Thomson Reuters – another divestment, but what to do with the cash?
Unless one wants to lend to one of theÂ PIIGS, cash returns are currently too low to tempt corporates to sit on excess cash. But what to do with it? For Thomson Reuters this issue will become increasingly pertinent following its announcement to divest its healthcare operations (c. $500m of sales and $100m of EBITA) which I estimate could generate a further $1.2bn on net proceeds in addition to the c. $1bn already raised from the disposal of peripheral assets across Legal and Markets divisions (of BAR BRI, Scandinavian Legal & Tax businesses, Risk and Portia businesses). By the end of 2011, net debt therefore could fall to below $4bn (from $6.4bn), which with $6.6bn of term debt could see gross cashÂ of over $2.5bn sitting on the balance sheet and diluting EPS. With $2.5bn of un-utilised bank facilities this could provide the group with a potential funding headroom (under existing funding arrangements of over $5bn.
For a subscription based professional publisher, a 2-3x net debt to EBITA ratio is a comfortable level of financial leverage and indeed, broadly reflects the average levels sustained by the sector over the past 20 years.Â While the issue of under-leverage will not be unique for Thomson Reuters after this year, a debt to EBITA ratio of below 1.0x and the sizable gross cash position will exert pressure on management to allocate this into more productive areas. In the past, management has not shied away from taking bold steps to refocus the portfolio (Reuters being a case in point) and has also instigated share buy-back programmes to soak up excess capital.Â Since the $17bn acquisition of Reuters in 2008 however, the group has been relatively inactive in applying its circa $1.5bn pa of FCF (I estimate $1.8bn for 2011 and $2.4bn for 2012), with only $349m of acquisition spend and $905m of dividends in 2009, rising to $612m and $898m respectively for 2010. For 2011 the group has continued to focus its acquisition strategy on smaller infill purchases such as Manatron (property tax software for Governments), Mastersaf Brazil (Brazil legal publisher) and World-Check (personal & corporate risk information) and has not yet signalled an appetite for something more substantial. The disposal strategy meanwhile seems to aim atÂ discarding peripheral activities, even if currently performing strongly. Healthcare, which has been exploiting the rising demand for 3rd party payer services in the US appears another example, delivering robust growth, but with a US market model that may have more limited applications elsewhere.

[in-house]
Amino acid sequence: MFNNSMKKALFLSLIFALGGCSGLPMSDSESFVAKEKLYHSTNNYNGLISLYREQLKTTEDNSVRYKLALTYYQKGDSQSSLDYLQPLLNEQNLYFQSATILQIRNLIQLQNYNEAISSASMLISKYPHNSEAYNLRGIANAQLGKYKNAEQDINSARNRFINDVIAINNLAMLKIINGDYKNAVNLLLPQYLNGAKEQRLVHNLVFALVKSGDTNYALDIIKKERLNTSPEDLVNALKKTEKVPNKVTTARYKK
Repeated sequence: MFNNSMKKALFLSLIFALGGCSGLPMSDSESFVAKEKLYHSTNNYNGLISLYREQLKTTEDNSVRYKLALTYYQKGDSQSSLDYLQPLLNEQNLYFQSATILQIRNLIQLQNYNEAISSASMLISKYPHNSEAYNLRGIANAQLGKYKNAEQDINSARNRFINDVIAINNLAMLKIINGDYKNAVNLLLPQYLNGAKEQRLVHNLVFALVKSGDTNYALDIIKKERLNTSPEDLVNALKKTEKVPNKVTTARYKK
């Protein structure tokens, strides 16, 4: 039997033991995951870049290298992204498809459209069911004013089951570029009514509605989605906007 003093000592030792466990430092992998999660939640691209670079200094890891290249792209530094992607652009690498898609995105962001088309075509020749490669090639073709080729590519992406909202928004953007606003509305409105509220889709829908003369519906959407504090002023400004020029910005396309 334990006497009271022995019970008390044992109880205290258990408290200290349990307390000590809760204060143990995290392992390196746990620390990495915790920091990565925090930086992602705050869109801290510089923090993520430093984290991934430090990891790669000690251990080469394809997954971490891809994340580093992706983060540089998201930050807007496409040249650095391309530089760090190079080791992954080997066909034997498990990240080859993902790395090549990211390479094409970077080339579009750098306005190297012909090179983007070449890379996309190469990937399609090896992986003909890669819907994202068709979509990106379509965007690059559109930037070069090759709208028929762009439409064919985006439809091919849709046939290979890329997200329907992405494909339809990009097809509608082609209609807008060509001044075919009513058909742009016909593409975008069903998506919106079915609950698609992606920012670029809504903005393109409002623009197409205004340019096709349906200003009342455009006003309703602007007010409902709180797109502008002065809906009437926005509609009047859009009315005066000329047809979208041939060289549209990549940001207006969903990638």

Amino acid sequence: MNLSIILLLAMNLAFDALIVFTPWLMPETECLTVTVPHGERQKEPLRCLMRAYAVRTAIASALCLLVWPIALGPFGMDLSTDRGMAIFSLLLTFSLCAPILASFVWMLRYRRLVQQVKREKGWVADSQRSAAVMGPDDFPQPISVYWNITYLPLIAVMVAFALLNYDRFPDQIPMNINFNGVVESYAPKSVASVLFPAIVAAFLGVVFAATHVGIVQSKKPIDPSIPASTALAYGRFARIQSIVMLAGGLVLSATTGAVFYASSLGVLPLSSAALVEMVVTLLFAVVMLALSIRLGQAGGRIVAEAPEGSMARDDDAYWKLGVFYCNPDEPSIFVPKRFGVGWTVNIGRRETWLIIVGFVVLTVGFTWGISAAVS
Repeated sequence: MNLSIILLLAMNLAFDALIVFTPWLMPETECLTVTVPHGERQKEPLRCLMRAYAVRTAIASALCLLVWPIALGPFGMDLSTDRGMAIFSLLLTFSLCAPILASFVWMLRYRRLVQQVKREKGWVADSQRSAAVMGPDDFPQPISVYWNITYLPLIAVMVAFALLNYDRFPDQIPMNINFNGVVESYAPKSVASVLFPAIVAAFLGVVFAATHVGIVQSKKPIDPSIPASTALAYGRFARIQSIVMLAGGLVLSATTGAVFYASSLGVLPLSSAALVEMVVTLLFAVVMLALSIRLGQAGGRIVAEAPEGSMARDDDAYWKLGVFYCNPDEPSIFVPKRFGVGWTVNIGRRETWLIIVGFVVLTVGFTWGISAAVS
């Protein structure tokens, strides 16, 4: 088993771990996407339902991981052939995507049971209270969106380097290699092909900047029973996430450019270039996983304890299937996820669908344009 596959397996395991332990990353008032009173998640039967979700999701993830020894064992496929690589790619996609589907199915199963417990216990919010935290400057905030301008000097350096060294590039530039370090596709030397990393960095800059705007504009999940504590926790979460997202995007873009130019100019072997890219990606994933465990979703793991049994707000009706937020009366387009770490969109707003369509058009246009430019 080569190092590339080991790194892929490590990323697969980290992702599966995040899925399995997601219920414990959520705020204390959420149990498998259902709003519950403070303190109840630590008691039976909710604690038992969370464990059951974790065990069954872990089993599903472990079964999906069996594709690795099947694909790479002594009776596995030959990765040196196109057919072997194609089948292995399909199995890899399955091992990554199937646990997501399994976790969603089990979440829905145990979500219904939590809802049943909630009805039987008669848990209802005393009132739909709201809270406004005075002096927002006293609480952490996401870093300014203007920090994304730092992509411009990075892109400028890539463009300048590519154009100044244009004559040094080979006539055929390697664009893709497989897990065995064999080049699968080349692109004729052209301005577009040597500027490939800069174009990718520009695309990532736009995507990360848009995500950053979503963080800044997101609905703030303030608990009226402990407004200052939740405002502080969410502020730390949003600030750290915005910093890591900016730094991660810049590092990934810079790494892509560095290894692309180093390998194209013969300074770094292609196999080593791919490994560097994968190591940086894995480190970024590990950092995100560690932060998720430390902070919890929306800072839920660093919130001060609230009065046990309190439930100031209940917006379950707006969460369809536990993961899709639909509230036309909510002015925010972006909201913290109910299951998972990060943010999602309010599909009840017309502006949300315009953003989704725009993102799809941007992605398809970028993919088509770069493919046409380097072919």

Excess liquidity with prospective cash of >$2bn and a further $2.5bn of undrawn facilities
Thomson Reuters may not be the highest yielding media opportunity around, but a share buyback to utilise say $2bn of prospective excess cash would provide a low risk option to offset the EPS dilutive impact of this year’s divestments, while representing a 7% reduction in in the equity base. At current levels I estimate that the group trades on an operating FCF yield of 6% for FY11, rising to almostÂ 7% for next year.Â Grossing up for assumed tax at 30%, this represents an EBITA yield of over 8.5% for FY11 and 9.7% for FY12.